Orthodoxy in France: what does the new agreement consist of?



► Who carried this new memorandum of understanding, and why?

The objective of this protocol is to find a “Peaceful outcome” at “The conflictual situation” which has been testing, for nearly two years, the relations between the main structures of French orthodoxy. Friday, December 4, Metropolitans Emmanuel Adamakis – of the Ecumenical Patriarchate in France, and president of the Assembly of Orthodox Bishops of France – and Jean de Doubna – leading the archbishopric of Western European parishes of Russian tradition – signed a protocol agree to pacify relations between their communities.

A joint statement, issued the same day, establishes that the initiative was “Carried unanimously” by both parties, as well as by the parishes meeting in a general assembly under the presidency of Bishop Emmanuel. “This is already a big step forward. It is an important step in the rapprochement, even if this agreement does not resolve everything, and will not all at once extinguish resentments ”, explains the orthodox priest Yannick Provost, officiating in particular in Quimper (Finistère) and Rennes (Ille-et-Vilaine).

And if the document specifies that this rapprochement process was undertaken before the Covid-19 pandemic, the two metropolitan residents still ensure that they share “The conviction that this ordeal can and must contribute to the ecclesial pacification desired by all and call (…) everyone to refocus on the essential: love of neighbor and example of forgiveness”.

► Why were these structures in conflict in France?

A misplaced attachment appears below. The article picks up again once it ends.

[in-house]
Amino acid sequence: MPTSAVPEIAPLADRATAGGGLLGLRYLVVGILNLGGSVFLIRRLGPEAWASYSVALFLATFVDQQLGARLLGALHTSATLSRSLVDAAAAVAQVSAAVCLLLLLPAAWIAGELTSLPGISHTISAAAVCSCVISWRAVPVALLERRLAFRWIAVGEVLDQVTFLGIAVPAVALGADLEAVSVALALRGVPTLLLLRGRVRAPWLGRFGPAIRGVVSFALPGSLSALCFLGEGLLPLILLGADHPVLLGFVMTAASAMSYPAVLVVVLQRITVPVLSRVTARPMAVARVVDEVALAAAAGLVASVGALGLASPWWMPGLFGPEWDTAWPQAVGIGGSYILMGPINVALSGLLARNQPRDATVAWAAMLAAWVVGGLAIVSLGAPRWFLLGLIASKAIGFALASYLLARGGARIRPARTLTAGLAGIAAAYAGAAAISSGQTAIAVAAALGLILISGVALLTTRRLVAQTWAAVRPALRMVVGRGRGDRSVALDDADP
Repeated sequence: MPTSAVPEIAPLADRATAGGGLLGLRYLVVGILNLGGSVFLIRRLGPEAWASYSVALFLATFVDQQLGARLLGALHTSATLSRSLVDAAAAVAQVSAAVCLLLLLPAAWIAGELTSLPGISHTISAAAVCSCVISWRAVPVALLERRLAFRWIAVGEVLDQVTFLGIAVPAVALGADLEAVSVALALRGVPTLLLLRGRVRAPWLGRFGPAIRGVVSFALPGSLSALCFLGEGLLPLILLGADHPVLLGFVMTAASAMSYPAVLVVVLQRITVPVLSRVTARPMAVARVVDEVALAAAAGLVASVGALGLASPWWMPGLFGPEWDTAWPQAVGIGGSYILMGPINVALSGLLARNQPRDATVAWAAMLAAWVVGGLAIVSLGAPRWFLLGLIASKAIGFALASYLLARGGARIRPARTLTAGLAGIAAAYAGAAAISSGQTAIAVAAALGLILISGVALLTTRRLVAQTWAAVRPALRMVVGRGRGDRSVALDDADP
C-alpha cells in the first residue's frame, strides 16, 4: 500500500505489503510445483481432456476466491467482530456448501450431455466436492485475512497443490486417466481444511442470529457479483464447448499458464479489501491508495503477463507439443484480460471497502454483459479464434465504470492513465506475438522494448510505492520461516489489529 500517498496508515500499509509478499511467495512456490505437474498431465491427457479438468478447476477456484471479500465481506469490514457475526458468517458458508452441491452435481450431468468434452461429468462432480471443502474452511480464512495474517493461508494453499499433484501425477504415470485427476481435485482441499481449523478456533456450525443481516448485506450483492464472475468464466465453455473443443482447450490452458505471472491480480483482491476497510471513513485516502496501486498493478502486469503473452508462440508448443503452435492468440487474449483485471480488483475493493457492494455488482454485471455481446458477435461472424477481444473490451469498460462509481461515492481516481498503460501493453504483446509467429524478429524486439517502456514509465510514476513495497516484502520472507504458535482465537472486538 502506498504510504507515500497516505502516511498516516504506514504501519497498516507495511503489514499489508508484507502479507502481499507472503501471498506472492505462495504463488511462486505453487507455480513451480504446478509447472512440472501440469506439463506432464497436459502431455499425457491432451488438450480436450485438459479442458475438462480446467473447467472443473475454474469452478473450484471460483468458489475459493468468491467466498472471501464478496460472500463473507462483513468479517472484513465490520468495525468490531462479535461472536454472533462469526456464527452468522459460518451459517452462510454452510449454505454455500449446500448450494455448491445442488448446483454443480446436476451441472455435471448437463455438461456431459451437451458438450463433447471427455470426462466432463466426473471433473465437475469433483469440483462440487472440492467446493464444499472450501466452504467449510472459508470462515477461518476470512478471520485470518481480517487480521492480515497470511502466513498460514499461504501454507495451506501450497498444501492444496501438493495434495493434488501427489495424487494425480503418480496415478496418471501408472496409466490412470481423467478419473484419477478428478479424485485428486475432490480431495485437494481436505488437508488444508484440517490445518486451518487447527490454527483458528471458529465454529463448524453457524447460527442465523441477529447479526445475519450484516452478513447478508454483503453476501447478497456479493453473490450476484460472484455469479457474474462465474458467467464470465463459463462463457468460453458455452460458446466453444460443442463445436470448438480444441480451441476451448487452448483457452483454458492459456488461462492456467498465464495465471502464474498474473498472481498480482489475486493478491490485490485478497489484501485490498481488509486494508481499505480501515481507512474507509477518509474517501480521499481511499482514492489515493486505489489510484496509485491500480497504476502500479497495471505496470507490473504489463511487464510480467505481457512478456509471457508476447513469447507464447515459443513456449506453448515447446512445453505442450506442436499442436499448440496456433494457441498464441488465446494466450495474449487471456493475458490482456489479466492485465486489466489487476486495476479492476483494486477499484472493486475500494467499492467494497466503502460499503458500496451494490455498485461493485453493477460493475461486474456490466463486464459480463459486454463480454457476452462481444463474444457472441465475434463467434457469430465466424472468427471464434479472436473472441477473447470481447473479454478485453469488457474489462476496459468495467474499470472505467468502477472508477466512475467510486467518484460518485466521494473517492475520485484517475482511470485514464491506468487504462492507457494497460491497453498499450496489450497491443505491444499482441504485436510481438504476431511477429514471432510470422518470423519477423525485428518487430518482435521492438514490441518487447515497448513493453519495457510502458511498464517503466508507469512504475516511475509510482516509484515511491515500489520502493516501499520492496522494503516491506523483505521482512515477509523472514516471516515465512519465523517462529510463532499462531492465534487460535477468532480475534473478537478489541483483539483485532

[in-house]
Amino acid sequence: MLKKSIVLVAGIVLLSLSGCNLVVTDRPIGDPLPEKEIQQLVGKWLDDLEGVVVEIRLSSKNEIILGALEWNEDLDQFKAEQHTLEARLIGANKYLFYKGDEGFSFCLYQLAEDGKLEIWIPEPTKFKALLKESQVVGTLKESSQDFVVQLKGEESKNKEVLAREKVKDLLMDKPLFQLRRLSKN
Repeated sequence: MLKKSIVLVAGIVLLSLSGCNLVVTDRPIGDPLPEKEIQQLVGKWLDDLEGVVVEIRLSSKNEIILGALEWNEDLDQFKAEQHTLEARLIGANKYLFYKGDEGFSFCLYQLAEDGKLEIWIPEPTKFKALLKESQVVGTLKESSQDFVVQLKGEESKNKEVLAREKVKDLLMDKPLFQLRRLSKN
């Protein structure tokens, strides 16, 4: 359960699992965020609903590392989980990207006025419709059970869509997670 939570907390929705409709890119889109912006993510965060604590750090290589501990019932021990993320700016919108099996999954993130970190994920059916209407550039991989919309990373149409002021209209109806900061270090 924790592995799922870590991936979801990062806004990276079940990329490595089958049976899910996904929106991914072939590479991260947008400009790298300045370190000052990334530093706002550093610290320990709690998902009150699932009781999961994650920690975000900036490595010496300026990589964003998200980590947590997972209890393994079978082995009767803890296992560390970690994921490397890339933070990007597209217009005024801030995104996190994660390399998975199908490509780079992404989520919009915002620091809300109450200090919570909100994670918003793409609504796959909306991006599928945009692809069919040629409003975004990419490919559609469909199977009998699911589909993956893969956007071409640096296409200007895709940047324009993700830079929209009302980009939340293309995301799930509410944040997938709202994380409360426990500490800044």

On November 27, 2018, the Ecumenical Patriarchate of Constantinople announced, to everyone’s surprise, its decision to revoke a patriarchal charter (Tomos) dating from 1999, by which he granted “ the pastoral care and administration of Orthodox parishes of Russian tradition in Western Europe to its archbishop-exarch “. In this way, Patriarch Bartholomeos signed the disappearance of this archdiocese born of white Russian emigration in the 1920s, and the attachment of these parishes to the metropolises of the Patriarchate of Constantinople in the countries where they are located.

→ READ. Orthodoxy, Bartholomeos reaffirms the primacy of the Patriarchate of Constantinople

This decision then had “Generated during two years, within the parishes which were members of the Union guideline at European level, of intense debates during which all the opinions could be expressed, revealing a great diversity of positions”, retrace the press release. “Between November 2018 and September 2019, the parishes chose their camp: around two thirds of them decided to follow Moscow, and a third remained faithful to Constantinople”, traces Father Yannick Provost.

“It opened up many tensions, parishes were torn apart, priests began not to speak to their neighbors. There were also, behind that, ideological quarrels ”, he continues. Crystallized in the Orthodox landscape around the virulent debate on the recognition of the Church of Kiev in January 2019, the Ukrainian crisis also had heavy repercussions in Western Europe.

► Concretely, what does this new agreement recommend?

Through this new protocol, religious representatives have specified that they want to give “A strong signal of exemplarity”, around three main axes. “By calling for mutual recognition, the former urges no longer to fight to change the minds of the communities that are members of the diocesan union who have decided in particular to stay or not in the Union (which came under the authority of the Patriarchate from Moscow) “, says Father Provost.

→ READ. The Orthodox Church at the time of rupture

By strengthening pastoral cooperation, the second wants “Organize and to guarantee fraternal and ecclesial coexistence between communities ”, further specifies the press release. Finally, the third axis aspires to allow access, for all, “To the rich common spiritual and cultural heritage, which will be preserved and digitized by the Diocesan Steering Union of Russian Orthodox Associations in Western Europe for generations to come”.

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